Build up the Fort - drama activity

In this activity, children re-enact the construction of a Roman fort. The children can work individually or in small groups with one adult reading out the instructions.

Download the activity below to role-play the construction of a Roman fort.

Download: Build up the Fort PDF resource (1.4 MB)

Ask the children to create a mime for each action and then demonstrate it. Does the mime work well? Can their classmates suggest any improvements? 

Setting the scene

Setting the scene

Describe to the children that the scene is the building site of a fort in the North East of England. They are going to be Roman soldiers building the fort. As they mime, they can think about the ground conditions and weather conditions.

This is the building site of a fort, around 1,900 years ago. The fort had to be strong, to protect the Romans from bad weather and attack.

• Heavy stones were quarried and brought to the building site.

Children mime finding suitable stone, searching in the quarry. Then mime quarrying the stone and struggling to bring it into the space. They pass the stone from one to another from a distance to get it to where it was needed.

• Then firm foundations were laid.

Children mime digging into the ground moving the earth away to create a flat surface and then laying the foundations under the ground.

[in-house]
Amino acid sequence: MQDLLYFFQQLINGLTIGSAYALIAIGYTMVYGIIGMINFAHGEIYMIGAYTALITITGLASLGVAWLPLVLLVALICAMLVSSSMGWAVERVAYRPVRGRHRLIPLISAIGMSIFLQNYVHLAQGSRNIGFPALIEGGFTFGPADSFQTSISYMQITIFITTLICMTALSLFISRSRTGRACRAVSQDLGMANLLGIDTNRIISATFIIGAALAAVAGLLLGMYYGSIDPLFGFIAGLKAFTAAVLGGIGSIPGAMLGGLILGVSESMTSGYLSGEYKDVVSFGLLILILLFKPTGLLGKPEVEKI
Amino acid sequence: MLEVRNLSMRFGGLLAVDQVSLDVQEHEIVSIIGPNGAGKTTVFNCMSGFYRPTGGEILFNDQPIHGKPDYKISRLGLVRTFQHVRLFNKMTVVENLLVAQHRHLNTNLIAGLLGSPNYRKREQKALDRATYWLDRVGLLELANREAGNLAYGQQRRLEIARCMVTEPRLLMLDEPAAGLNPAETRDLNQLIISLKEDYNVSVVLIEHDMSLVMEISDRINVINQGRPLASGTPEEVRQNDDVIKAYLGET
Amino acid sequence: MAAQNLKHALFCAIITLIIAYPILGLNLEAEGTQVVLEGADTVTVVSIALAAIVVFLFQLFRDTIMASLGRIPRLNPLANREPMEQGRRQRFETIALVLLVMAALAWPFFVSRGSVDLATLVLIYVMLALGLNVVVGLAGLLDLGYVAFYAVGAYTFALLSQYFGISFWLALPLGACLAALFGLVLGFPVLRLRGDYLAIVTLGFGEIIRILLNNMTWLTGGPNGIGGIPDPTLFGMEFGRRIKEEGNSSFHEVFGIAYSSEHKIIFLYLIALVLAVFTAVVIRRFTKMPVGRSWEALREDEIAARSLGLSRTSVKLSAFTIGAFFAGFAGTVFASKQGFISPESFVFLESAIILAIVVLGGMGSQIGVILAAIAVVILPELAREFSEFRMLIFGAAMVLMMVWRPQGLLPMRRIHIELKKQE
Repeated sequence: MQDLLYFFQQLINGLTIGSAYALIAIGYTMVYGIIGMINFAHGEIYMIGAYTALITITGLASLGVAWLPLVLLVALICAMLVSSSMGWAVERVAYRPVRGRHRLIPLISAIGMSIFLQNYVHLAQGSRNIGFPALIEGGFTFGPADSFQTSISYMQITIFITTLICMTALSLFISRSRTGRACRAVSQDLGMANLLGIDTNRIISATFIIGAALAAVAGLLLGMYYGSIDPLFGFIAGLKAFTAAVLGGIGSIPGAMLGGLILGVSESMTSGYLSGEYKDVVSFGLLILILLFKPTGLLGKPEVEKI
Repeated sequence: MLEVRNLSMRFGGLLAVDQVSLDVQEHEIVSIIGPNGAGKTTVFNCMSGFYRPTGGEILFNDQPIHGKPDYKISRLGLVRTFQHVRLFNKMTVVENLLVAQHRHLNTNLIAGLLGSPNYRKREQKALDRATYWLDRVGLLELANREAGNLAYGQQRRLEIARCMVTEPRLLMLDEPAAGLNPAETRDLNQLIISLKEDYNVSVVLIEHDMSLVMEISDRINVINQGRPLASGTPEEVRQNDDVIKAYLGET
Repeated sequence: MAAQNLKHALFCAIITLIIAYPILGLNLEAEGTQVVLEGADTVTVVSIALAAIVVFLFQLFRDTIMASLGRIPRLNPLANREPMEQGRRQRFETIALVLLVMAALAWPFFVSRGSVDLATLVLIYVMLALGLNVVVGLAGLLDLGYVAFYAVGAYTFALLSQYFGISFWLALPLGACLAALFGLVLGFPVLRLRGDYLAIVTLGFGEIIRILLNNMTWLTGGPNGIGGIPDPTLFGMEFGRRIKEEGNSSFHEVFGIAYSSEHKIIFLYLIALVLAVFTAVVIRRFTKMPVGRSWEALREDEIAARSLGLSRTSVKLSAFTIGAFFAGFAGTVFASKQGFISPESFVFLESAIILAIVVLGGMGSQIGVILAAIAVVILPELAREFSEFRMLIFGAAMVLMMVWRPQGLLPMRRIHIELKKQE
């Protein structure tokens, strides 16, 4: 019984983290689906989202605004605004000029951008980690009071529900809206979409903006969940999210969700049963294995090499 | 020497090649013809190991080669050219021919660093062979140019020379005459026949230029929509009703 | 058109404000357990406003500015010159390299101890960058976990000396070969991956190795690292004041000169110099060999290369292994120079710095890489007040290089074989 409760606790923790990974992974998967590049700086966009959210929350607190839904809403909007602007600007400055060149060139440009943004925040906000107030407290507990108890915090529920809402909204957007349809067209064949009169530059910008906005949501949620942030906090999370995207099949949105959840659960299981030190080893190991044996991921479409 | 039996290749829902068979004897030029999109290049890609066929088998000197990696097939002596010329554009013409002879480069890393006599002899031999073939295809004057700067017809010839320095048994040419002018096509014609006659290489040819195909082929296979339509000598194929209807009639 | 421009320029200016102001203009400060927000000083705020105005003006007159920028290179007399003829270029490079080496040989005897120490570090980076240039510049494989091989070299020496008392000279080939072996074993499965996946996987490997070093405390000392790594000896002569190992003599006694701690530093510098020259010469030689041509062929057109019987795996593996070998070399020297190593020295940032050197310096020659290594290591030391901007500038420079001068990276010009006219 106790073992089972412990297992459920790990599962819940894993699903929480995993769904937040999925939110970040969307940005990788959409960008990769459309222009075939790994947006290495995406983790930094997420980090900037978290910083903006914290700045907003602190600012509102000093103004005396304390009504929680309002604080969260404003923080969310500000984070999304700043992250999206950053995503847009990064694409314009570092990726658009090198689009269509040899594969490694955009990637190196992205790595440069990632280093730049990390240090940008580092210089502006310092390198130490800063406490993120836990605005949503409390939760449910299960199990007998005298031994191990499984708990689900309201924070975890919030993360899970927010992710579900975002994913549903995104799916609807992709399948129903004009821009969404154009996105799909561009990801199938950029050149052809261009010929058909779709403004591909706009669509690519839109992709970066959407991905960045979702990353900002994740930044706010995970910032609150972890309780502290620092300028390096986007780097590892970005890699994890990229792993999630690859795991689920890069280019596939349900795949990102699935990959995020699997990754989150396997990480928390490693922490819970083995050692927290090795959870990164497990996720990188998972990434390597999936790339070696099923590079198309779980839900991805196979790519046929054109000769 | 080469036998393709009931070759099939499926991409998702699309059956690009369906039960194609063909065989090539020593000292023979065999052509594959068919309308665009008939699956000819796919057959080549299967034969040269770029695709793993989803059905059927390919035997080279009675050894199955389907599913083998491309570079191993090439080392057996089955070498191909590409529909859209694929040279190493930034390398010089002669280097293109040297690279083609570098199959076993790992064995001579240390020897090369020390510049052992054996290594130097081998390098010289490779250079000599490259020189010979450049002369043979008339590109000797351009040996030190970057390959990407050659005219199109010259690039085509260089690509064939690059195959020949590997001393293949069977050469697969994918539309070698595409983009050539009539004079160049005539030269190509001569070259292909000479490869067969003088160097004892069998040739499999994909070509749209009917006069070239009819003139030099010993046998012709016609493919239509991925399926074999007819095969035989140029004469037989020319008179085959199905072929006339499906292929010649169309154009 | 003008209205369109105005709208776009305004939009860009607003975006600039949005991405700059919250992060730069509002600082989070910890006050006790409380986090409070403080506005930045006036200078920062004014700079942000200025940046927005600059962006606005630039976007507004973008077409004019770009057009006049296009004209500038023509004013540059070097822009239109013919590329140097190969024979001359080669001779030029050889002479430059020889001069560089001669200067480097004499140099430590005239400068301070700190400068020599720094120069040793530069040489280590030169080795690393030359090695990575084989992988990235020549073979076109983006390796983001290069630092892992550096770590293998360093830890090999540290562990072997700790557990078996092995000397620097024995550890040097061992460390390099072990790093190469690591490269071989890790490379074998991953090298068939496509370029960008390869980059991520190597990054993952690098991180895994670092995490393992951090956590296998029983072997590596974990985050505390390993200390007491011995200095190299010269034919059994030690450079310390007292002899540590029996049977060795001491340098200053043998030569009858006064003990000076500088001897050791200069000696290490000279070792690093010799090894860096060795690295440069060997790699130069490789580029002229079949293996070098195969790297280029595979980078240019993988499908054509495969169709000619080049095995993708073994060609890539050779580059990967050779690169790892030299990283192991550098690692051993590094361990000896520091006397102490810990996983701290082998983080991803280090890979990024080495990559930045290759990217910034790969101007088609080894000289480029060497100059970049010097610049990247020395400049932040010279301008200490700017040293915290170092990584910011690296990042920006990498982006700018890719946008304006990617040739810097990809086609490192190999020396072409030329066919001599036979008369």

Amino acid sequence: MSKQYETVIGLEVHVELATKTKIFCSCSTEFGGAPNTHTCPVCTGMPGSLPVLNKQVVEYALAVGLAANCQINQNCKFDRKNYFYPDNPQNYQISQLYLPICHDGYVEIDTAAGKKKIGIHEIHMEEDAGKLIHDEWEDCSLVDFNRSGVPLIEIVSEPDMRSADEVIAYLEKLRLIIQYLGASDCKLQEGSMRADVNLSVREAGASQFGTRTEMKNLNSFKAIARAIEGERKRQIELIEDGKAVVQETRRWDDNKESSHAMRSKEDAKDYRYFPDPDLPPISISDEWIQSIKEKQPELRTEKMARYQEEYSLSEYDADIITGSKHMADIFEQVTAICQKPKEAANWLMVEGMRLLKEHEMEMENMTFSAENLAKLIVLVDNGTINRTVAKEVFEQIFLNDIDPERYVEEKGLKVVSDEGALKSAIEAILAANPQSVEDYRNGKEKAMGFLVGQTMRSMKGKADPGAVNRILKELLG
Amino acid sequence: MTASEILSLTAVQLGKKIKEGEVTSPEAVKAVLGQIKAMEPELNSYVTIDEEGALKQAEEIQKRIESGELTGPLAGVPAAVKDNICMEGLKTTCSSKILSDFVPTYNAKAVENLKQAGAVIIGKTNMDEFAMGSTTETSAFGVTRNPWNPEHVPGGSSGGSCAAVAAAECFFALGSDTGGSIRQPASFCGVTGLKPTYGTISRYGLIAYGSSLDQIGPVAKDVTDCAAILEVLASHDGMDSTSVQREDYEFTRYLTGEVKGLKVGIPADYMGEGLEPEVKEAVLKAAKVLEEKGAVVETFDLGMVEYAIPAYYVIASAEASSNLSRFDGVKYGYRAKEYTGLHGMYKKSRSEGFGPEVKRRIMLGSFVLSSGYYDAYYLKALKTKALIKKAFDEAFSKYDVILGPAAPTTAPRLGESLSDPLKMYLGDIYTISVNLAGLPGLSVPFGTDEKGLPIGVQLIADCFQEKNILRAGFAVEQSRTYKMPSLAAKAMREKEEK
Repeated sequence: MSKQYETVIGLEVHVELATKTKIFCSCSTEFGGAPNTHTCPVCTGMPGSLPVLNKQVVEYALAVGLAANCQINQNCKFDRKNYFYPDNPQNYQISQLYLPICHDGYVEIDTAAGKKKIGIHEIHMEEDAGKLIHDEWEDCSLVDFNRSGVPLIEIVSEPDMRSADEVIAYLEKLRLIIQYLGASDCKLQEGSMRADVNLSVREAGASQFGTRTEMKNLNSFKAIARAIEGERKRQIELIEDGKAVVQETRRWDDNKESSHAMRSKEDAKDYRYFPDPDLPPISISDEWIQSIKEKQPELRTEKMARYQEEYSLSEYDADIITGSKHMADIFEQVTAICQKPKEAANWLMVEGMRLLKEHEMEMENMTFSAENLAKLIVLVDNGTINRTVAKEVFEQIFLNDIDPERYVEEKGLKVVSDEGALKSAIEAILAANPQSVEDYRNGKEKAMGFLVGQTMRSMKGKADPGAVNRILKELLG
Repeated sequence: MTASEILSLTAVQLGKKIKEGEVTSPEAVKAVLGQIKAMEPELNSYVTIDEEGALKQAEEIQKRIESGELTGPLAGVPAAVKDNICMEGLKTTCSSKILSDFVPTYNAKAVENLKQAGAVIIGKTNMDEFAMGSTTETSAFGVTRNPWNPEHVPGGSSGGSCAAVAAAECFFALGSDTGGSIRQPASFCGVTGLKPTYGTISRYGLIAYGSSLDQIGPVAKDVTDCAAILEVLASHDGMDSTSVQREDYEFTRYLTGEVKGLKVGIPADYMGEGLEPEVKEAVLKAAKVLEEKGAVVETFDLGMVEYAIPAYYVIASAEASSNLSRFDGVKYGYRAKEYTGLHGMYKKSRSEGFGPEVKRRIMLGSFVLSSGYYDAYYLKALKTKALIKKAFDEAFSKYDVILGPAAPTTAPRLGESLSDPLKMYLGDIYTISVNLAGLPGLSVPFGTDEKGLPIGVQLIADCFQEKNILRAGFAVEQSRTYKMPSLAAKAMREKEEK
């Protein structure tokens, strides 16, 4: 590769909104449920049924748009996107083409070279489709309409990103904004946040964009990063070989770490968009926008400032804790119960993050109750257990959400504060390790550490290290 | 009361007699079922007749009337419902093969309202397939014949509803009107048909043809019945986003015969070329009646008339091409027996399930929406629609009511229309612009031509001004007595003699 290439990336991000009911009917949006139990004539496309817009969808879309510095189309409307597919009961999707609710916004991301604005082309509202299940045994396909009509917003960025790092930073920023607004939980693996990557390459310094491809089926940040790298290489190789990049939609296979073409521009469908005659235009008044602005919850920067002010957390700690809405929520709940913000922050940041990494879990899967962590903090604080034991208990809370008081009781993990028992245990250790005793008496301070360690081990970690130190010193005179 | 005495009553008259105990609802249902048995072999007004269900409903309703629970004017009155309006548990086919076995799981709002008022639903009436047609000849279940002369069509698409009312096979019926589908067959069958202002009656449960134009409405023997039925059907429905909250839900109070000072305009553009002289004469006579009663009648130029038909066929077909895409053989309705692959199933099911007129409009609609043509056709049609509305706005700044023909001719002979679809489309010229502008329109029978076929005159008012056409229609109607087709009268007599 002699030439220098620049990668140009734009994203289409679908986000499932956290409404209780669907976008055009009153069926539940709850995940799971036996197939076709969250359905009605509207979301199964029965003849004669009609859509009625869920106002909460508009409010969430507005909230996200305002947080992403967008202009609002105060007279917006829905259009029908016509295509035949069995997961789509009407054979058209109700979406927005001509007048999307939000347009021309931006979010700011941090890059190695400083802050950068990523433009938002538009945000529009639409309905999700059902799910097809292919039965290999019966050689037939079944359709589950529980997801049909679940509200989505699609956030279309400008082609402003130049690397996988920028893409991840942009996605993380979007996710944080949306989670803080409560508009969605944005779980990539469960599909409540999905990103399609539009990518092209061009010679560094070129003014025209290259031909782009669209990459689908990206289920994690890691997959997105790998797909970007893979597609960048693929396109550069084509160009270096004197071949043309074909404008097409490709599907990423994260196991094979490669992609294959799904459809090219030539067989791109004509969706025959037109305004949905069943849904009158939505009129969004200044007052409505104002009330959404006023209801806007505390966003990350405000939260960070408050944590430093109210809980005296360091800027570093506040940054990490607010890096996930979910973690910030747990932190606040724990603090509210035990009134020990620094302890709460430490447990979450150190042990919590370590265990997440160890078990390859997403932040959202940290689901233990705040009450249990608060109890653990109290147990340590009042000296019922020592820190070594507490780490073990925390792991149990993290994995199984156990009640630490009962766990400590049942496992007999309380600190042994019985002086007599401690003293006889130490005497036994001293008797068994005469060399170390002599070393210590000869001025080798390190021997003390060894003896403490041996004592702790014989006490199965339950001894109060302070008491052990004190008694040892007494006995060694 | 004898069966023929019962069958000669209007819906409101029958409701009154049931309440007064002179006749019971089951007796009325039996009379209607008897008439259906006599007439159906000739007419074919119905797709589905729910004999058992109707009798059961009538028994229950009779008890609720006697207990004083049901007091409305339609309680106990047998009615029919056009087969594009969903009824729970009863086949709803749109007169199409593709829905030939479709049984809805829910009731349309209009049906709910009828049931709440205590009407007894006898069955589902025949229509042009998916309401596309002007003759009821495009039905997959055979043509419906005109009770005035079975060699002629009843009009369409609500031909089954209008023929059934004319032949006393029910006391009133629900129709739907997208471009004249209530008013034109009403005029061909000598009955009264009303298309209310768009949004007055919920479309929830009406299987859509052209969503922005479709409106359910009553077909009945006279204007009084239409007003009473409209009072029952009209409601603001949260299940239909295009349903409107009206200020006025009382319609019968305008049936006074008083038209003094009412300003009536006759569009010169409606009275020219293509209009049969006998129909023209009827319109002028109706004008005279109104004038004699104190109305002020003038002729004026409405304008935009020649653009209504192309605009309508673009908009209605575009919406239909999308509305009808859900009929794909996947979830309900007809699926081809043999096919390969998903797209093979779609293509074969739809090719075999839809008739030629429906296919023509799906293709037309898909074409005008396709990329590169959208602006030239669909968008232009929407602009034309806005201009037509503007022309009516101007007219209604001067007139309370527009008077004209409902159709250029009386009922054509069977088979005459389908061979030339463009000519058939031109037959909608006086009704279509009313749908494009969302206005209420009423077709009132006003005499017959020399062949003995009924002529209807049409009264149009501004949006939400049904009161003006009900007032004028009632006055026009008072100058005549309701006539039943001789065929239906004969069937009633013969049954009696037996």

• The flat stones from the quarry were made into a paved floor.

Children mime choosing, then laying flat stones on the ground. They need to be laid together without gaps to make sure the floor was safe.

• Blocks of stone were cut with chisels ready to build walls. They would be different sizes for different parts of the wall. Some would be large and some small.

Children mime chiselling apart a large stone, into smaller blocks.

• When enough stone was prepared, the walls of the building were built up. They would need to be butted close together to make sure the wind and rain could not get through.

Children mime laying the stones on top of each other to build a wall. Then checking there are no gaps.

• Clay tiles were made and laid over wooden beams to make a weatherproof roof.

Children can mime making the tiles, forming the clay with their hands and then firing the tiles in a hot kiln, cutting timber and creating a roof structure. Then they would climb onto the timber roof structure and lay the tiles closely together to make a safe and secure roof.

• The building was complete.

Children mime stepping back and admiring the building.